Jobs may be won or lost before a candidate ever utters a word in an interview.
It could be the pajamas worn to pick up an application that makes a lasting impression. Or the resume may never make it to call back pile. But with a little effort, job seekers may be able to get the job they want.
Lakes Area Human Resources Association members were asked what they wanted to see in resumes and during job interviews.
Amy Sjoblad, a human resources generalist for Mid-Minnesota Federal Credit Union, has a passion for the subject. Sjoblad works out of the credit union's Baxter office. With 12 years of experience, Sjoblad said she's had the good fortune to meet a variety of candidates and recruiting is one of the aspects she enjoys most about her job.
In an interview, Sjoblad said interviewers want to hear enthusiasm. If the applicant isn't interested in the job, why hire the person, Sjoblad said. An enthusiastic candidate stands out in a hiring process that can be timely and expensive, telling employers they may have found a qualified employee who will be with them for a long-term basis.
Amy Sjoblad, human resources generalist at Mid-Minnesota Federal Credit Union, has 12 years of experience and finds recruiting to be one of her favorite aspects of her job. She and other area professionals with the Lakes Area Human Resources Association helped create a list of what works and what doesn't for a job interview.
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She expects job applicants to be able to tell her why they are interested in the job. She looks for eye contact as a sign of confidence, looks for a thoughtful "thank you" at the end of the interview and is turned off by a weak or limp handshake. If a candidate uses profane language during the interview, Sjoblad said the candidate is not hired as applicants are expected to be on their best behavior during the interview. If they are willing to swear in the interview, the idea is the flood gates may open on the job.
In terms of resumes, Sjoblad said the key is to think like a recruiter. The resume should show how the applicant is qualified for the position. Sjoblad suggests the job applicant ask a few key questions about their own resume. Does it keep your interest? Is it easy to read? Is it free of errors? Sjoblad said one spelling error is enough to eliminate a candidate from the screening process. If applicants don't follow instructions or send in a shoddy resume, Sjoblad sees that as a sign they may not be able to follow directions or are willing to cut corners.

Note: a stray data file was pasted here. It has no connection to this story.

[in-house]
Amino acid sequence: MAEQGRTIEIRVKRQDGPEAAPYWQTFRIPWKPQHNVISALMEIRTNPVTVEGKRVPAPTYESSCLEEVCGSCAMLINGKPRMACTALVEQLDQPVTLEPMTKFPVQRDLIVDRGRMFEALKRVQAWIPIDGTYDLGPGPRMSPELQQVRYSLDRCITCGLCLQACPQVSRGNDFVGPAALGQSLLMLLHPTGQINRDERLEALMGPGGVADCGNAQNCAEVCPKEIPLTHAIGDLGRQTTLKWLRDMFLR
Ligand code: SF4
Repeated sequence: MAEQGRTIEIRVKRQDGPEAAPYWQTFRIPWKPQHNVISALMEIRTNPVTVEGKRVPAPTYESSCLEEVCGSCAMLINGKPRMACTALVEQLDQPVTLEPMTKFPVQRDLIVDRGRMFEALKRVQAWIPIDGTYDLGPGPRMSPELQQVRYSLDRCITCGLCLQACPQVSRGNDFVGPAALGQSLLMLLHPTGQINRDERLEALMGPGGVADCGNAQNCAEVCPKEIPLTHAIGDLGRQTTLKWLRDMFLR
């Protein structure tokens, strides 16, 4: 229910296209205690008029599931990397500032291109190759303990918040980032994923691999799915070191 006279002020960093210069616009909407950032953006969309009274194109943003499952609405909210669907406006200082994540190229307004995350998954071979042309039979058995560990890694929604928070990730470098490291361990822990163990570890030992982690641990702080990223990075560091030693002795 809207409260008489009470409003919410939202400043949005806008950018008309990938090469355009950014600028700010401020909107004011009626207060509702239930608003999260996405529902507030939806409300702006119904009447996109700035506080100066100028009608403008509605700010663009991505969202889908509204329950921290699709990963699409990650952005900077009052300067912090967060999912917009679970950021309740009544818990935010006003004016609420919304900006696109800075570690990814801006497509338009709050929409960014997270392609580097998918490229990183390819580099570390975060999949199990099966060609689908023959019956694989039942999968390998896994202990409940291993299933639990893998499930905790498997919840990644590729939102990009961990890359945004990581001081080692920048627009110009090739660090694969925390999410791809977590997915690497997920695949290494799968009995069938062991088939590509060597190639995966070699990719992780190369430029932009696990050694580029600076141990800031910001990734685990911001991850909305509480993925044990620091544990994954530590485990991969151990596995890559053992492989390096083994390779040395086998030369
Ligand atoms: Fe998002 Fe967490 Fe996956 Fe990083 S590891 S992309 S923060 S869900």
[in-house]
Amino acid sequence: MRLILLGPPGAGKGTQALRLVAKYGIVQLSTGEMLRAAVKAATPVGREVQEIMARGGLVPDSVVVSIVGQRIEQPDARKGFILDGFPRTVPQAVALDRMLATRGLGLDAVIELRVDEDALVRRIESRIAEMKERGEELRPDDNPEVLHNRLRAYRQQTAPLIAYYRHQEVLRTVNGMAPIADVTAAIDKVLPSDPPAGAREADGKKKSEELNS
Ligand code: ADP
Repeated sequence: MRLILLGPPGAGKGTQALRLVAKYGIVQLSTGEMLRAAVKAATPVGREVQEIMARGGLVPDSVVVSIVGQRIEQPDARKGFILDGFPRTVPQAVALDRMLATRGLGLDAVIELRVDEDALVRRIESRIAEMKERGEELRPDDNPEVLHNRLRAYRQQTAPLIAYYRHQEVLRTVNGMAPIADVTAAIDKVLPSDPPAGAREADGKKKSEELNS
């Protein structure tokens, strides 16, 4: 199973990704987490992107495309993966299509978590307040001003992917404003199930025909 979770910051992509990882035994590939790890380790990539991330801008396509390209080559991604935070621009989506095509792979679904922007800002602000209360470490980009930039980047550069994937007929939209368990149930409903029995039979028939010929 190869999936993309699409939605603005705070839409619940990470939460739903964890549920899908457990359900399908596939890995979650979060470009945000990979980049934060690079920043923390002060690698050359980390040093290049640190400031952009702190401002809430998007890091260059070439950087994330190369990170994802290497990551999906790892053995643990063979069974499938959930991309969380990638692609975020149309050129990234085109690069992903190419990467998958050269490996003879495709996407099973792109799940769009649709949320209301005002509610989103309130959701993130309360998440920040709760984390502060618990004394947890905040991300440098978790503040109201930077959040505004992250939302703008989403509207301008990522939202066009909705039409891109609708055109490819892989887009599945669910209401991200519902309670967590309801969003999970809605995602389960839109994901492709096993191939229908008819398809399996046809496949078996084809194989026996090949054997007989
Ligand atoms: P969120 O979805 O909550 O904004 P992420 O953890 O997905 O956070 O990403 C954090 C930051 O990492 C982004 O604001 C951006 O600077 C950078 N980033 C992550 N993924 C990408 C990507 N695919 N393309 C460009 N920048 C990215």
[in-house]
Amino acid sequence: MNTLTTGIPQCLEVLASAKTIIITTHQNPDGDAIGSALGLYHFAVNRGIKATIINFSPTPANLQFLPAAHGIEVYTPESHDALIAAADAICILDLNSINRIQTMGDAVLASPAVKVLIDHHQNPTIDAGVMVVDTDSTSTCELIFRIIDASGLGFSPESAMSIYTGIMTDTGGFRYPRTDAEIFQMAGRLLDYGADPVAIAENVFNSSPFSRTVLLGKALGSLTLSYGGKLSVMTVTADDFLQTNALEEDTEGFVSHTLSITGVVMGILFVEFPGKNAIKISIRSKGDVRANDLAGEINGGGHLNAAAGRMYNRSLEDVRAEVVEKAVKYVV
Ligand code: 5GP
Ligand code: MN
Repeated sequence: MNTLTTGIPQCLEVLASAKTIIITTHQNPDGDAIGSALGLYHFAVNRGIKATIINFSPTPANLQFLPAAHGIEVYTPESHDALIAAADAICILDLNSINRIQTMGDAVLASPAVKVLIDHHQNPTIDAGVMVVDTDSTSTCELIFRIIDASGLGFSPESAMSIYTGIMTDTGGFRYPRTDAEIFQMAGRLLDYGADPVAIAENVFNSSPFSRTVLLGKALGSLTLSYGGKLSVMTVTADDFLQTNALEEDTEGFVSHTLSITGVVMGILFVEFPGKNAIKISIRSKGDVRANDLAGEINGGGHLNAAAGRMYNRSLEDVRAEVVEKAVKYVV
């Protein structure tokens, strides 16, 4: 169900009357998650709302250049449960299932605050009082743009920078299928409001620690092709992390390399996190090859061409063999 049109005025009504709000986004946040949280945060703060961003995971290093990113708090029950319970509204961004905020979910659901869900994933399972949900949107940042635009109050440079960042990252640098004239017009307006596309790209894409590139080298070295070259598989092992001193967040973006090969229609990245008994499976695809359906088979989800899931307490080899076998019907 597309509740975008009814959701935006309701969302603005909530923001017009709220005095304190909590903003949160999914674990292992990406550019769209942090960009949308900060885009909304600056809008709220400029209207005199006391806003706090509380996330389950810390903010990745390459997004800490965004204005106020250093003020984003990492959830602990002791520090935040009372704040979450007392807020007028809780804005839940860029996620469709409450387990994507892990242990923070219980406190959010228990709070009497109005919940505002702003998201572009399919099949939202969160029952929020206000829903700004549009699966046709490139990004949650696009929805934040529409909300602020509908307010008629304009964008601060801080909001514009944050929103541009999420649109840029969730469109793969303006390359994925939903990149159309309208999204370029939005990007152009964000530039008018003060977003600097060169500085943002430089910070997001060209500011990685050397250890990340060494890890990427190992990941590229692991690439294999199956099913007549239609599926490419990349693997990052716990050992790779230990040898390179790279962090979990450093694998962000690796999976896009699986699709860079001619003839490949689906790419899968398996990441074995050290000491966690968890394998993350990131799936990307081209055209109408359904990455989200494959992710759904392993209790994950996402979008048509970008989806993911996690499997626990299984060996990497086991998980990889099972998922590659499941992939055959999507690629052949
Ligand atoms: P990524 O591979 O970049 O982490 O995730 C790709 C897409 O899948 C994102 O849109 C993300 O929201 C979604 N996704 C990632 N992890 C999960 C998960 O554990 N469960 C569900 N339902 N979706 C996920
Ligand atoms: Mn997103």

Visually, it helps to have the information lined up and easy to find and read.
At a minimum, Sjoblad said she likes to see the correct title on the resume and is amazed at the number of applicants who list a different job title than the one being offered by the company.
"This reflects the applicant's lack of attention to detail, lack of accuracy and lack of interest in the job and results in not getting an interview," Sjoblad said.
Sjoblad said recruiters like to see community involvement on resumes and employment stability.
"Job hopping absolutely eliminates candidates from getting an interview," Sjoblad said.
Other professionals have said applicants told them they were applying for the job because they were desperate. Another woman only wanted a full-time position but then said she couldn't work Mondays or Tuesdays or Saturdays or Sundays and was only available between 9 a.m. and 2 p.m.
Kristine Hoheisel, general manager at Hawthorn Inn & Suites, said she is turned off immediately if the applicant is not dressed appropriately. Jeans, T-shirts, flip-flops are not acceptable, Hoheisel said.
She does appreciate it when an applicant takes the time after an interview to write a thank you note.
"That shows me interest and thoughtfulness," Hoheisel said. "It goes a long way in my book. I do not care for constant phone calls asking if I have made a decision."
Sjoblad said the interview is not the time to be trendy, unless the job really relates to that flare. She suggests dressing conservatively, generally a notch above the best dressed person in the company.
"I'm impressed when I have a candidate that is dressed professionally in line with the company, has a great firm handshake and good eye contact with a 'it's nice to meet you' intro," Sjoblad said. "This can get your interview off to a great start."
RENEE RICHARDSON may be reached at firstname.lastname@example.org or 855-5852.
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